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Lung protection during general anaesthesia

Over the past two decades it has become a well-established fact that general anaesthesia, although considered safe, may impair the respiratory system. Muscle paralysis, airway management, mechanical ventilation, patient position and surgery are contributing factors – individually or in combination – and may lead to complications. We will shed some light on various aspects of lung protective ventilation in the OR. That's why we are Your Specialist in Acute Care.

Which ventilator settings and parameters could contribute to a protective ventilation strategy?

More than 230 million surgical procedures are undertaken each year worldwide1. Many of these patients receive general anaesthesia with its attendant mechanical ventilation, which exposes them to the potential risk of postoperative pulmonary complications. Although results from research conducted on this topic are inconclusive, evidence gained over the past few years suggests the use of lung protection strategies for surgical patients despite the fact that not all questions have been sufficiently answered.

This article explores the current discussion on intraoperative lung protective ventilation strategies. The literature reviewed focuses the discussion on the following ventilator settings and parameters: tidal volume (VT), use of positive end-expiratory pressure (PEEP) and applied oxygen fraction (FiO2) as well as recruitment manoeuvres and plateau/driving pressures. Many studies discuss the effects of tidal volume ranges on the lungs during intraoperative ventilation. These trials have suggested that lung protective strategies encompassing reduced VT have a positive effect on the incidence of PPCs2. This is, however, not a standard of care in the operating theatre at present. On the other hand, the use and benefit of PEEP still appear to be controversial. At the moment an optimal PEEP remains to be defined; the discussion currently tends toward moderate to low PEEP3. In addition, titrated approaches are being suggested in order to adapt PEEP and recruitment manoeuvres to the individual patient. Regarding FiO2, it was assumed in the past that a high inspired oxygen fraction would improve oxygenation and reduce postoperative nausea and vomiting (PONV) as well as prevent surgical site infections: Today, this perception seems to have changed1.

Click on the button below to download the clinical whitepaper and also the Technology Insights to receive more information on how you can reduce postoperative pulmonary complications (PPCs) and how Dräger technologies can support you.

Stay tuned to protective ventilation in the OR

There is an increasing call for protective ventilation during anaesthesia. We stay tuned to the latest developments and current literature on this topic. In addition, our whitepaper provides even more background information in accordance with the scientific literature.

Whitepaper: Options to reduce PPCs

On the basis of condensed background information, intraoperative lung protection strategies are explored. This article provides an overview of current literature-based recommendations to reduce PPCs.

Get the whitepaper

Technology Insights: protective ventilation

This paper outlines how our technology supports the application of protective ventilation strategies in the OR.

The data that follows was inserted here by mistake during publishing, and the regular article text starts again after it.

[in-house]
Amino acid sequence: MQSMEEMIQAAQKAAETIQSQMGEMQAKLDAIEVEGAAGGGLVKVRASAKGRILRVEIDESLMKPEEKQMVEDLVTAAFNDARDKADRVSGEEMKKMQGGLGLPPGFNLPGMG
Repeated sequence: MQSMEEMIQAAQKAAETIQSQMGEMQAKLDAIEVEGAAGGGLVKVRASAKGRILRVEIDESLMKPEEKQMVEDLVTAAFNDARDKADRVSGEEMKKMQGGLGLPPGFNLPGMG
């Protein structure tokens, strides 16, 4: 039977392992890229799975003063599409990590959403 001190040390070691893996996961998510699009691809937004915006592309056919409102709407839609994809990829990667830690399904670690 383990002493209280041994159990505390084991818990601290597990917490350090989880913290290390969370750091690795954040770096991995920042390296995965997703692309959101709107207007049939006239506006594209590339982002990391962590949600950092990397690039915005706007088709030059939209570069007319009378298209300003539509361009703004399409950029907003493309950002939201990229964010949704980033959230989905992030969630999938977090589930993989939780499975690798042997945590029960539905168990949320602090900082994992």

Download the paper


Whitepaper: Deploying protective ventilation

In the whitepaper we will provide an overview of a potential different challenge faced when implementing e. g. protective ventilation.

Get the whitepaper

More support for protective ventilation in the OR

Protective ventilation in the OR creates significant demands on the anaesthesia workstation. In the following, further materials / contents will be made available, which can help to assess the topic or provide added value.

Advanced Ventilation Techniques

Advanced Ventilation Techniques session at ANZCA hosted by Dr Chris Thompson, Specialist Anaesthetist from Royal Prince Alfred Hospital.

There is increasing evidence that lung protective ventilation in the OR may have substantial benefits regarding the postoperative outcome.

Dräger Lunch Symposium at Euroanaesthesia 2016, London, UK: ”Rethink Ventilation in the Operation Room“

“Protective Mechanical Ventilation in the Operating Room”
Lecture by Prof. Dr. Paolo Pelosi (Genoa, Italy)

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Lung recruitment during general anaesthesia

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Illustration of a lung protected in an orb

The Big Impact of Lung Protective Ventilation

Get a deeper understanding of how to fit every patient’s lung ventilation needs and learn how you can improve patient outcomes whilst maximising hospital’s resources.

Get in touch

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Дрегер Медикал България ЕООД

бул.Джеймс Баучер 2
гр.София, п.к. 1164

+359 2963 4403

Dräger Slovenija d.o.o.

Nadgoriška cesta 19
12 31 Ljubljana-Črnuče

+386 1 561 2263


  1. Weiser, TG, Regenbogen, SE, Thompson, KD et al. An estimation of the global volume of surgery: a modelling strategy based on available data. Lancet. 2008; 372: 139–144
  2. Serpa Neto, A, Schultz, MJ, Slutsky, AS. Current concepts of protective ventilation during general anaesthesia. Swiss Med Wkly. 2015;145 :w14211
  3. Pelosi P, Ball L. Intraoperative mechanical ventilation in patients with non-injured lungs: time to talk about tailored protective ventilation? Ann Transl Med 2016 Jan;4(1):17